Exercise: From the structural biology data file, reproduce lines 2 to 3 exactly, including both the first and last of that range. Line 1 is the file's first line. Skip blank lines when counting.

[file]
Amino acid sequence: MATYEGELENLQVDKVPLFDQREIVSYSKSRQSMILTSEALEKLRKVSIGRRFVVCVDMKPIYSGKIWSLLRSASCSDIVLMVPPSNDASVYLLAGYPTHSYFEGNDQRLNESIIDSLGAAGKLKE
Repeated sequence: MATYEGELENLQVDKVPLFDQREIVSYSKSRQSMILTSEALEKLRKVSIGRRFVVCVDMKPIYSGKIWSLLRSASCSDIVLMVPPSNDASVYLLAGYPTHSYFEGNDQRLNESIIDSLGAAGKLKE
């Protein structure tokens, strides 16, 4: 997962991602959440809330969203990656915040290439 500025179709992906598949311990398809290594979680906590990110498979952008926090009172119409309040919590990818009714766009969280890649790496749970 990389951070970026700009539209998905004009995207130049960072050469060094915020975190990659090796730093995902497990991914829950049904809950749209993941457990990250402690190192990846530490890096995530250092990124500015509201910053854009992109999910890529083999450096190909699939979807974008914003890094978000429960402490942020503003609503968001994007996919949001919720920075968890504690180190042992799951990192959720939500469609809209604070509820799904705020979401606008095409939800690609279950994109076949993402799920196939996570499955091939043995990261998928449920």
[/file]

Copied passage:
Repeated sequence: MATYEGELENLQVDKVPLFDQREIVSYSKSRQSMILTSEALEKLRKVSIGRRFVVCVDMKPIYSGKIWSLLRSASCSDIVLMVPPSNDASVYLLAGYPTHSYFEGNDQRLNESIIDSLGAAGKLKE
């Protein structure tokens, strides 16, 4: 997962991602959440809330969203990656915040290439 500025179709992906598949311990398809290594979680906590990110498979952008926090009172119409309040919590990818009714766009969280890649790496749970 990389951070970026700009539209998905004009995207130049960072050469060094915020975190990659090796730093995902497990991914829950049904809950749209993941457990990250402690190192990846530490890096995530250092990124500015509201910053854009992109999910890529083999450096190909699939979807974008914003890094978000429960402490942020503003609503968001994007996919949001919720920075968890504690180190042992799951990192959720939500469609809209604070509820799904705020979401606008095409939800690609279950994109076949993402799920196939996570499955091939043995990261998928449920």